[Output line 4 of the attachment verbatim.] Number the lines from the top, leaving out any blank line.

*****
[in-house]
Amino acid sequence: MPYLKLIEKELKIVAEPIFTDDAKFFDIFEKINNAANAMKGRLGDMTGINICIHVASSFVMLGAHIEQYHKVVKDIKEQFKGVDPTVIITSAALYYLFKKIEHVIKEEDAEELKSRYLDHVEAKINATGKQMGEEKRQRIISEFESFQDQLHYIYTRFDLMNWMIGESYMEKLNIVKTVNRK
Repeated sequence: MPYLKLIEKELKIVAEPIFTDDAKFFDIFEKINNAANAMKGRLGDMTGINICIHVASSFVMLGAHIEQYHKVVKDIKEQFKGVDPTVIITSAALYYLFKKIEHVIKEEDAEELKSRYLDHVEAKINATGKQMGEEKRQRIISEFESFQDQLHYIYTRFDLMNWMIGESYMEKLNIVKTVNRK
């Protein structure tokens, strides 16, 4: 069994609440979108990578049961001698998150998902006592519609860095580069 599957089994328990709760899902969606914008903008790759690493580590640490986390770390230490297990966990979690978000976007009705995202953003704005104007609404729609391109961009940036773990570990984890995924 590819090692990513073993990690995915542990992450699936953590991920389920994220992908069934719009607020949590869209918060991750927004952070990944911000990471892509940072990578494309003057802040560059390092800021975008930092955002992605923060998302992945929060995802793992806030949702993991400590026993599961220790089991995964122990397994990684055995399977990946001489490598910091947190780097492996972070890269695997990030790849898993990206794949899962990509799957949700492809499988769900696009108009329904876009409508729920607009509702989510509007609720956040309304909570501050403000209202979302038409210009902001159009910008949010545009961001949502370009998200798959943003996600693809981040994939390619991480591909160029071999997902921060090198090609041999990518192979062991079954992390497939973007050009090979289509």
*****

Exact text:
């Protein structure tokens, strides 16, 4: 069994609440979108990578049961001698998150998902006592519609860095580069 599957089994328990709760899902969606914008903008790759690493580590640490986390770390230490297990966990979690978000976007009705995202953003704005104007609404729609391109961009940036773990570990984890995924 590819090692990513073993990690995915542990992450699936953590991920389920994220992908069934719009607020949590869209918060991750927004952070990944911000990471892509940072990578494309003057802040560059390092800021975008930092955002992605923060998302992945929060995802793992806030949702993991400590026993599961220790089991995964122990397994990684055995399977990946001489490598910091947190780097492996972070890269695997990030790849898993990206794949899962990509799957949700492809499988769900696009108009329904876009409508729920607009509702989510509007609720956040309304909570501050403000209202979302038409210009902001159009910008949010545009961001949502370009998200798959943003996600693809981040994939390619991480591909160029071999997902921060090198090609041999990518192979062991079954992390497939973007050009090979289509």